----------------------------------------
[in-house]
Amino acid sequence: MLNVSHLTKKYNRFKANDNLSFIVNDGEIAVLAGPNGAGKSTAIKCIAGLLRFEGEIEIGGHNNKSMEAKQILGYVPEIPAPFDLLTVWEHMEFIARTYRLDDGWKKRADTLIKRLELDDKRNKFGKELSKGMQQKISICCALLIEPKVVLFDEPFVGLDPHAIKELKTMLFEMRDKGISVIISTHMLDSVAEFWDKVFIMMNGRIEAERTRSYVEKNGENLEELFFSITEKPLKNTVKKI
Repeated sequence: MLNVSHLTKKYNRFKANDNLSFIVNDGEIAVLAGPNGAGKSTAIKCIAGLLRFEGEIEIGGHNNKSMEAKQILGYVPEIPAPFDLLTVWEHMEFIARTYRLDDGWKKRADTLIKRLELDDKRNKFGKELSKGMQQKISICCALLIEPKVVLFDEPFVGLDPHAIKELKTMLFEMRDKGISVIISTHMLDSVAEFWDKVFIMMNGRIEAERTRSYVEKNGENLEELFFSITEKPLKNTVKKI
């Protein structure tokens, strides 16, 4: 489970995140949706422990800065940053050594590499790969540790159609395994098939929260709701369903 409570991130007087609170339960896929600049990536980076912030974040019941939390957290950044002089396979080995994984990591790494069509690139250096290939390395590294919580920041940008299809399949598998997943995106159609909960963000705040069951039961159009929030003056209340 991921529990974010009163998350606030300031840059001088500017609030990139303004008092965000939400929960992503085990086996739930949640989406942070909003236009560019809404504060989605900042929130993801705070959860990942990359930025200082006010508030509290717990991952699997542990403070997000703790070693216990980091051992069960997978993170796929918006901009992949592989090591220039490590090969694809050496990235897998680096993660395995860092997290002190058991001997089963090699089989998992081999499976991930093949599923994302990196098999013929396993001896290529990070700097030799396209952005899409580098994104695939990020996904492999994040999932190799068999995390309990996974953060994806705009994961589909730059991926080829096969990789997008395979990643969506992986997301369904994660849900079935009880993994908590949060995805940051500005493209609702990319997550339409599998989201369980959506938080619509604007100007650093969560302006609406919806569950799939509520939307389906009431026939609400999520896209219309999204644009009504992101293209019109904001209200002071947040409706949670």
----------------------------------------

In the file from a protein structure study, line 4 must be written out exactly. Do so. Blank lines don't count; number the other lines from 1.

């Protein structure tokens, strides 16, 4: 489970995140949706422990800065940053050594590499790969540790159609395994098939929260709701369903 409570991130007087609170339960896929600049990536980076912030974040019941939390957290950044002089396979080995994984990591790494069509690139250096290939390395590294919580920041940008299809399949598998997943995106159609909960963000705040069951039961159009929030003056209340 991921529990974010009163998350606030300031840059001088500017609030990139303004008092965000939400929960992503085990086996739930949640989406942070909003236009560019809404504060989605900042929130993801705070959860990942990359930025200082006010508030509290717990991952699997542990403070997000703790070693216990980091051992069960997978993170796929918006901009992949592989090591220039490590090969694809050496990235897998680096993660395995860092997290002190058991001997089963090699089989998992081999499976991930093949599923994302990196098999013929396993001896290529990070700097030799396209952005899409580098994104695939990020996904492999994040999932190799068999995390309990996974953060994806705009994961589909730059991926080829096969990789997008395979990643969506992986997301369904994660849900079935009880993994908590949060995805940051500005493209609702990319997550339409599998989201369980959506938080619509604007100007650093969560302006609406919806569950799939509520939307389906009431026939609400999520896209219309999204644009009504992101293209019109904001209200002071947040409706949670």